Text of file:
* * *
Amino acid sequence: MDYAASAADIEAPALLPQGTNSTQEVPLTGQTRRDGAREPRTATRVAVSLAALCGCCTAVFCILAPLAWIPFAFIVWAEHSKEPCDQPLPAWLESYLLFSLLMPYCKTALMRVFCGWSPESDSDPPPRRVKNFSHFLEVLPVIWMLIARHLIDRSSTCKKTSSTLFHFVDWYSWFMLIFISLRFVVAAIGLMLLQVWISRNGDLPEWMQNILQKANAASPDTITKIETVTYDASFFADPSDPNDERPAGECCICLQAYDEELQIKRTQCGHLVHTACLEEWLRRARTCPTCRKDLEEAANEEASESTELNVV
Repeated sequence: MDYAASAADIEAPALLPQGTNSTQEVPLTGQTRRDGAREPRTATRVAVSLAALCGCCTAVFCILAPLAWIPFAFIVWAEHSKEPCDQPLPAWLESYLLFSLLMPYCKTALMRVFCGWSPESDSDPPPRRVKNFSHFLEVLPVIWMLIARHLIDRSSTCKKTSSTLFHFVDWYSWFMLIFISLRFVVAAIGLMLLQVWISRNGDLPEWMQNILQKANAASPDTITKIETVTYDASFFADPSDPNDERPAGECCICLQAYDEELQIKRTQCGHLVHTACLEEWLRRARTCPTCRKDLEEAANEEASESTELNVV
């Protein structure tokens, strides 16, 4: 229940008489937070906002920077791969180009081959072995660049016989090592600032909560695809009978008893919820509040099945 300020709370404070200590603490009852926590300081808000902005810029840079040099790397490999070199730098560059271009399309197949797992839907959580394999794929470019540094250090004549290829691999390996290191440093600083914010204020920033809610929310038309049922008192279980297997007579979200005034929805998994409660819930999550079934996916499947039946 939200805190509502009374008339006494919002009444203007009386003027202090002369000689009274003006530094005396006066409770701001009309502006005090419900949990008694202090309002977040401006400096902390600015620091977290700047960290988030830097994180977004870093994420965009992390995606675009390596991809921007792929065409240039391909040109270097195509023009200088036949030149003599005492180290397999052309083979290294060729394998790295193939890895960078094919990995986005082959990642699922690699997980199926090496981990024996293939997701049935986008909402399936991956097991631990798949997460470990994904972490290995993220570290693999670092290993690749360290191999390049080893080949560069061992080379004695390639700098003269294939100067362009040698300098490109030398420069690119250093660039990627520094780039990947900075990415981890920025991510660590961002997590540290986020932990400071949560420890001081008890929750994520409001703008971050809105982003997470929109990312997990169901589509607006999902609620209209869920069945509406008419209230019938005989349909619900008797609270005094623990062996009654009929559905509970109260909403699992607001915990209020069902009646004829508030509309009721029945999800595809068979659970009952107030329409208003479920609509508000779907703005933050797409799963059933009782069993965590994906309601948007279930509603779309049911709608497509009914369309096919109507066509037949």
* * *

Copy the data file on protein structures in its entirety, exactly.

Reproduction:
Amino acid sequence: MDYAASAADIEAPALLPQGTNSTQEVPLTGQTRRDGAREPRTATRVAVSLAALCGCCTAVFCILAPLAWIPFAFIVWAEHSKEPCDQPLPAWLESYLLFSLLMPYCKTALMRVFCGWSPESDSDPPPRRVKNFSHFLEVLPVIWMLIARHLIDRSSTCKKTSSTLFHFVDWYSWFMLIFISLRFVVAAIGLMLLQVWISRNGDLPEWMQNILQKANAASPDTITKIETVTYDASFFADPSDPNDERPAGECCICLQAYDEELQIKRTQCGHLVHTACLEEWLRRARTCPTCRKDLEEAANEEASESTELNVV
Repeated sequence: MDYAASAADIEAPALLPQGTNSTQEVPLTGQTRRDGAREPRTATRVAVSLAALCGCCTAVFCILAPLAWIPFAFIVWAEHSKEPCDQPLPAWLESYLLFSLLMPYCKTALMRVFCGWSPESDSDPPPRRVKNFSHFLEVLPVIWMLIARHLIDRSSTCKKTSSTLFHFVDWYSWFMLIFISLRFVVAAIGLMLLQVWISRNGDLPEWMQNILQKANAASPDTITKIETVTYDASFFADPSDPNDERPAGECCICLQAYDEELQIKRTQCGHLVHTACLEEWLRRARTCPTCRKDLEEAANEEASESTELNVV
């Protein structure tokens, strides 16, 4: 229940008489937070906002920077791969180009081959072995660049016989090592600032909560695809009978008893919820509040099945 300020709370404070200590603490009852926590300081808000902005810029840079040099790397490999070199730098560059271009399309197949797992839907959580394999794929470019540094250090004549290829691999390996290191440093600083914010204020920033809610929310038309049922008192279980297997007579979200005034929805998994409660819930999550079934996916499947039946 939200805190509502009374008339006494919002009444203007009386003027202090002369000689009274003006530094005396006066409770701001009309502006005090419900949990008694202090309002977040401006400096902390600015620091977290700047960290988030830097994180977004870093994420965009992390995606675009390596991809921007792929065409240039391909040109270097195509023009200088036949030149003599005492180290397999052309083979290294060729394998790295193939890895960078094919990995986005082959990642699922690699997980199926090496981990024996293939997701049935986008909402399936991956097991631990798949997460470990994904972490290995993220570290693999670092290993690749360290191999390049080893080949560069061992080379004695390639700098003269294939100067362009040698300098490109030398420069690119250093660039990627520094780039990947900075990415981890920025991510660590961002997590540290986020932990400071949560420890001081008890929750994520409001703008971050809105982003997470929109990312997990169901589509607006999902609620209209869920069945509406008419209230019938005989349909619900008797609270005094623990062996009654009929559905509970109260909403699992607001915990209020069902009646004829508030509309009721029945999800595809068979659970009952107030329409208003479920609509508000779907703005933050797409799963059933009782069993965590994906309601948007279930509603779309049911709608497509009914369309096919109507066509037949």